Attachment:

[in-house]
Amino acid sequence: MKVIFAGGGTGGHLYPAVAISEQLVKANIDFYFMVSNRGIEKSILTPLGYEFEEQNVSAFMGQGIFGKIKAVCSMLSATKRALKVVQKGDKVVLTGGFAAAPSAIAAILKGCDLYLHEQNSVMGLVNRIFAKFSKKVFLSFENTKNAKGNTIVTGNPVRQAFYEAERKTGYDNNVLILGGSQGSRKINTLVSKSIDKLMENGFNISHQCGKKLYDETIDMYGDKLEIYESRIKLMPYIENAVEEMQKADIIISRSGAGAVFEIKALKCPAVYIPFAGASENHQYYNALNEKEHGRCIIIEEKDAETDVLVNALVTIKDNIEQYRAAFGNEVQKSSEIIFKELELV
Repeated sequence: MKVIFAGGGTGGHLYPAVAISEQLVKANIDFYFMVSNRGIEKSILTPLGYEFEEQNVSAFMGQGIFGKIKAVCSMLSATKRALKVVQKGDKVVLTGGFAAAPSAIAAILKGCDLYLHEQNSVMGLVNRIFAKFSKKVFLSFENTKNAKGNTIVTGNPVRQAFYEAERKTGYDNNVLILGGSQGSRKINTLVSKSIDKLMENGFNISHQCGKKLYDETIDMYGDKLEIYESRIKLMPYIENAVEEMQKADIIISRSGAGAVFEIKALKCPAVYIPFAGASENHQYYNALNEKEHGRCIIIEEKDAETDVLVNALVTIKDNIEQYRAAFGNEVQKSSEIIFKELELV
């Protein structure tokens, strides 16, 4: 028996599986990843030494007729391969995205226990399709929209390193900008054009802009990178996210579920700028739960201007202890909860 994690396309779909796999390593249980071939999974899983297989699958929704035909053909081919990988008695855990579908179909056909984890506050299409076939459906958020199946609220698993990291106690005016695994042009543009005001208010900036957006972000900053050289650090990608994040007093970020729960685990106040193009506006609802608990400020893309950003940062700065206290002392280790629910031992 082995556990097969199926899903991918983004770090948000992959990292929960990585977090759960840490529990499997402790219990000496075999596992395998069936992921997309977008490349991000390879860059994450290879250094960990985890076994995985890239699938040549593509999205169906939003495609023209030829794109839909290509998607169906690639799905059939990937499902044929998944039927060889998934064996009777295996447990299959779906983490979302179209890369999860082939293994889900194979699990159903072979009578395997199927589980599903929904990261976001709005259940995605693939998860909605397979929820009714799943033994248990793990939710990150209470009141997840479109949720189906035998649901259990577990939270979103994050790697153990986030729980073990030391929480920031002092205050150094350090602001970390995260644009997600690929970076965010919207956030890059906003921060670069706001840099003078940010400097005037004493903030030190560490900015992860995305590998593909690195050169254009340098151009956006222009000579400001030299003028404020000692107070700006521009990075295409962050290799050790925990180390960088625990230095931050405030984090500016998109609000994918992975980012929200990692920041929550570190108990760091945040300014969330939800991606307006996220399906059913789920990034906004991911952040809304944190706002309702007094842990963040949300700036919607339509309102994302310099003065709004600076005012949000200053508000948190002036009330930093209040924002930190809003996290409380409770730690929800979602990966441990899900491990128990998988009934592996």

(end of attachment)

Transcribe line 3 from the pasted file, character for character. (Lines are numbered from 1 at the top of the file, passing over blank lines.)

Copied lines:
Repeated sequence: MKVIFAGGGTGGHLYPAVAISEQLVKANIDFYFMVSNRGIEKSILTPLGYEFEEQNVSAFMGQGIFGKIKAVCSMLSATKRALKVVQKGDKVVLTGGFAAAPSAIAAILKGCDLYLHEQNSVMGLVNRIFAKFSKKVFLSFENTKNAKGNTIVTGNPVRQAFYEAERKTGYDNNVLILGGSQGSRKINTLVSKSIDKLMENGFNISHQCGKKLYDETIDMYGDKLEIYESRIKLMPYIENAVEEMQKADIIISRSGAGAVFEIKALKCPAVYIPFAGASENHQYYNALNEKEHGRCIIIEEKDAETDVLVNALVTIKDNIEQYRAAFGNEVQKSSEIIFKELELV